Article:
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What Is The Air Quality Index?

June 25, 2019

The Air Quality Index (AQI) is a measure used by environmental agencies and other public bodies around the world to measure how clean the air is.

The lower the index is, the better the quality of the air.

The AQI provides a number which is easy to compare between different pollutants, locations, and time periods.

Exactly how this score is categorised varies from country to country, but each category in the AQI corresponds to a different level of health risk.

The daily results of the index are used to convey to the public an estimate of air pollution level. 

The AQI provides a number which is easy to compare between different pollutants, locations, and time periods. Exactly how this score is categorised varies from country to country, but each category in the AQI corresponds to a different level of health risk.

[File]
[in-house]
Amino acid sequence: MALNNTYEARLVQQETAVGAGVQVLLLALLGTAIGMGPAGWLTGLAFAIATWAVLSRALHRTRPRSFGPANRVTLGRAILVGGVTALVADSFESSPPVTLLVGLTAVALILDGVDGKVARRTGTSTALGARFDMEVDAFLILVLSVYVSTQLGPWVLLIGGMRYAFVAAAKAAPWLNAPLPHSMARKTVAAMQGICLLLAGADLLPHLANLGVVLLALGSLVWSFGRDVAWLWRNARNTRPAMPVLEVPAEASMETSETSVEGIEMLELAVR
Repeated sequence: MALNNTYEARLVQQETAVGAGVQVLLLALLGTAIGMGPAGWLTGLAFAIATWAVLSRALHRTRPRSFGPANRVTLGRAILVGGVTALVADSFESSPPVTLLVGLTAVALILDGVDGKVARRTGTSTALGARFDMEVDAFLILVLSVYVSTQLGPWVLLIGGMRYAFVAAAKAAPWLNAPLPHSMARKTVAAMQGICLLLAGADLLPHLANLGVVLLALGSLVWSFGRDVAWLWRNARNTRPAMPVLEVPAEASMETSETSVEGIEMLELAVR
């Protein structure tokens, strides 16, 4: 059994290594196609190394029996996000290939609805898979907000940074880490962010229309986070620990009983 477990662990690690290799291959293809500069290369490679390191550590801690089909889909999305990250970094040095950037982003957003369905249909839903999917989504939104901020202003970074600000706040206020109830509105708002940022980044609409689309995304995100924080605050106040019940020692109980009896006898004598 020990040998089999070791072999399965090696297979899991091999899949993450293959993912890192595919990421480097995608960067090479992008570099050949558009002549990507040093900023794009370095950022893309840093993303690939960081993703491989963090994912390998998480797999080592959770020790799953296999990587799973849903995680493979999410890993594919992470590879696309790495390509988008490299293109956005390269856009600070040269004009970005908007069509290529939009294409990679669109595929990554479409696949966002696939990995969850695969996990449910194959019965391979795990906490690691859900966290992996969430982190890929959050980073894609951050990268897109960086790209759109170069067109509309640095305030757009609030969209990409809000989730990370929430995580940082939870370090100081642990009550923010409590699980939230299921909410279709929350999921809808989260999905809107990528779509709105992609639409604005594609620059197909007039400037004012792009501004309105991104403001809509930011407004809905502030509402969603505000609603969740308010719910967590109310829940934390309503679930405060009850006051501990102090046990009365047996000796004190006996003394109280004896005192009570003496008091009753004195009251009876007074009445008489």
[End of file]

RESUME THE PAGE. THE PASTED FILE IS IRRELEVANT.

An increase in air quality index signifies increased air pollution and severe threats to human health. 

The AQI centres on the health effects that may be experienced within a few days or hours after breathing polluted air.

AQI calculations focus on major air pollutants including: particulate matter, ground-level ozone, sulfur dioxide, nitrogen dioxide, and carbon monoxide.

Particulate matter and ozone pollutants pose the highest risks to human health and the environment. 

For each of these air pollutant categories, different countries have their own established air quality indices in relation to other nationally set air quality standards for public health protection.